Wednesday, April 3, 2013

What Does Coming of Age Smell Like?

Margot Berwin, Scent of Darkness: A Novel

Margot Berwin has made a name in Magic Realism, a subgenre seldom given its due in Anglophonic literature. In her second book, she demonstrates remarkable facility with sensory description and lush detail, traversing the interstitial places where reality and dream collide. She shows less fluency with the reality that humans, with human motivations, populate her story, so they often seem beholden to their narration.

Evangeline Lennon’s grandmother Louise, her North Star, is a perfumer. When Louise bequeaths plain Eva a phial of scent, she pens a warning: “Don’t remove the crystal stopper, Evangeline, unless you want everything in your life to change.” Who could resist? Suddenly men want her, women linger near her, and everyone thinks they own a piece of her. She becomes the beauty she always imagined. But she can’t turn it off.

We could read this novel as a parable, a dark fairy tale of misplaced desire. Scarcely a woman yet, Eva finds herself torn between stolid, loyal medical student Gabriel and heady, dangerous painter Michael (the names’ Biblical import bears mention, but nothing more). Evangeline loves both men, but only one loves her, while the other would consume her. This sets the scene for a Manichaean struggle over life and meaning.

Studious but undistinguished Eva’s story moves from quiet upstate New York to New Orleans’ Caribbean steam—an obvious but apt choice. Surrounded by history and mysticism, Eva’s scent begins transforming everybody around her. Alone in a strange city while the man who loves her is out, preparing for their future together, Evangeline’s eye wanders in directions that could destroy her. Love turns to jealousy, lust into possessiveness.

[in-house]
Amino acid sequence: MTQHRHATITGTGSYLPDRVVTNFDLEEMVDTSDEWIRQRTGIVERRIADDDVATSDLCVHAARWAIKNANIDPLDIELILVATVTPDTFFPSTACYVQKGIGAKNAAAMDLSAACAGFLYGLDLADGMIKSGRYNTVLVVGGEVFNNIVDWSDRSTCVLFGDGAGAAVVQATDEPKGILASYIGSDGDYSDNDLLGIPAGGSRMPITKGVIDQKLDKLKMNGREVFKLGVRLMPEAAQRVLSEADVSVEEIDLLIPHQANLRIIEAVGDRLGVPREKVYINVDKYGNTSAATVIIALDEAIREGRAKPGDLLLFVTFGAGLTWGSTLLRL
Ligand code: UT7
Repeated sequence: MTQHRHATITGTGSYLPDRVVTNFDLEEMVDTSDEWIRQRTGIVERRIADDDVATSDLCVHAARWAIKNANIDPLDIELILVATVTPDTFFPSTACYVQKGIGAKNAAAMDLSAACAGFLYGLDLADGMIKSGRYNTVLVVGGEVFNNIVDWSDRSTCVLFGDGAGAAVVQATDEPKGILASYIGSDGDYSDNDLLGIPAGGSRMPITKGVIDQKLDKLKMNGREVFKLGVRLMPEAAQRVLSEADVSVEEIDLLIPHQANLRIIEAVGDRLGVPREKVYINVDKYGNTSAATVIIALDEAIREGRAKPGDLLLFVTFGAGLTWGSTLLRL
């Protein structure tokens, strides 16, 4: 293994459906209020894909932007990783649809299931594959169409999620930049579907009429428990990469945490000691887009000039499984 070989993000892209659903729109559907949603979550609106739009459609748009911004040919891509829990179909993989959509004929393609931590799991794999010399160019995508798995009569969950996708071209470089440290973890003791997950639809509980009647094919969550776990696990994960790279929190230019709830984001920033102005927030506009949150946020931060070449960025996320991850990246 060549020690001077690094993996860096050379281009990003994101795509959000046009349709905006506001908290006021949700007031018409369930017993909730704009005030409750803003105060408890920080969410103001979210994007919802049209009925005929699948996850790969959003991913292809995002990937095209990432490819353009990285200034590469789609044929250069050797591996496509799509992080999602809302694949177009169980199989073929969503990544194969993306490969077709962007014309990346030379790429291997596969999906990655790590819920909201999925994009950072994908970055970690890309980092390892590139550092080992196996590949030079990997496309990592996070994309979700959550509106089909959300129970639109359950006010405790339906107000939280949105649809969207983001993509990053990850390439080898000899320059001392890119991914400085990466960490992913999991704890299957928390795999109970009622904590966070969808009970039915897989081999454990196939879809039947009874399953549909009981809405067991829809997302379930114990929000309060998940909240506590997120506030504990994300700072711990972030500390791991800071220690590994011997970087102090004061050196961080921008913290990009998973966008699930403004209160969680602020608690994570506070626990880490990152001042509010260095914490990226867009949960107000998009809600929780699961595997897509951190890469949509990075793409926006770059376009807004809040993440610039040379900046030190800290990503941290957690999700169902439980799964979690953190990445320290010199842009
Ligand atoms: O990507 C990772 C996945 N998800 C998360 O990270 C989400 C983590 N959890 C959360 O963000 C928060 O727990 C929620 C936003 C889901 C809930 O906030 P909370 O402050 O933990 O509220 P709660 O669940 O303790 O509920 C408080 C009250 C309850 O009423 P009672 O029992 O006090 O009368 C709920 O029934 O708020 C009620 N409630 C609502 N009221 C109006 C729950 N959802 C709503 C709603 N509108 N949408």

If this sounds like a gripping dark fantasy about what it means to be a woman in today’s society, you’re right. I read this book in one heady Saturday. The forces shattering Evangeline seem magical, larger than life, but represent the choice between passion and stability that all women her age must make. But Eva and her love triangle become so enrapt in their metaphoric significance that they stop being human.

As Evangeline’s story unspools first across weeks, then eventually months, moving from the Northeast to the Deep South, I couldn’t help wondering: how does she pay for groceries? It’s not just that she doesn’t work, and seems to spend numberless days first in her late grandmother’s cottage, then in a N’awlins walk-up. Rather, she doesn’t take any responsibility for her life. Eva is completely desirable, yet completely passive.

Nearly the entire story takes place in the summer and fall after Eva graduates high school. Not for nothing do we expect youth to attend college, or find work, or something. At that age, we expect them to undertake the hard journey of finding their adult roles. But Eva drifts listlessly through the Big Easy, a vessel empty of ambition or identity, seeking the right man to fill her up.

Evangeline absolutely resists introspection. She bounces through loves, seeks advice from aging mystics, and makes fleeting friendships, into all of which she invests great significance. But not once does she stop to ask: what do I want from my own life? She doesn’t even fit the bill for an unreliable narrator, because self-deception would imply some level of creativity, initiative, and identity. I know no word for Evangeline but “passenger.”

But as a passenger, Eva has a wonderful vessel in this story. Even as I got frustrated with her, I became ever more enthralled by her intricate sensory descriptions. Raised in Brooklyn’s beige tedium, a small Adirondack town and the French Quarter so overwhelm her that she cannot stop describing things. Her attention to detail brings her setting to life like a baby first discovering her larger world.

At one moment, I inhale Eva’s opulent milieu, wanting to share it with her. At the next, I want to grasp her lapels, give her a good shake, and demand she do something, anything, to seize her own destiny. Even her first tentative steps in that direction, only twenty pages from the end, feel limp. She doesn’t so much take control as choose which outside influences she will submit to.

I cannot tell readers to skip this book. I would be denying readers the pleasure of Berwin’s subtle textures and surprisingly nuanced allegory. But know going in: Evangeline willfully makes herself hard to love. She builds barriers between herself and her audience. You will reap this novel’s rich rewards only after an investment of strength to scale Evangeline’s high, wide walls.

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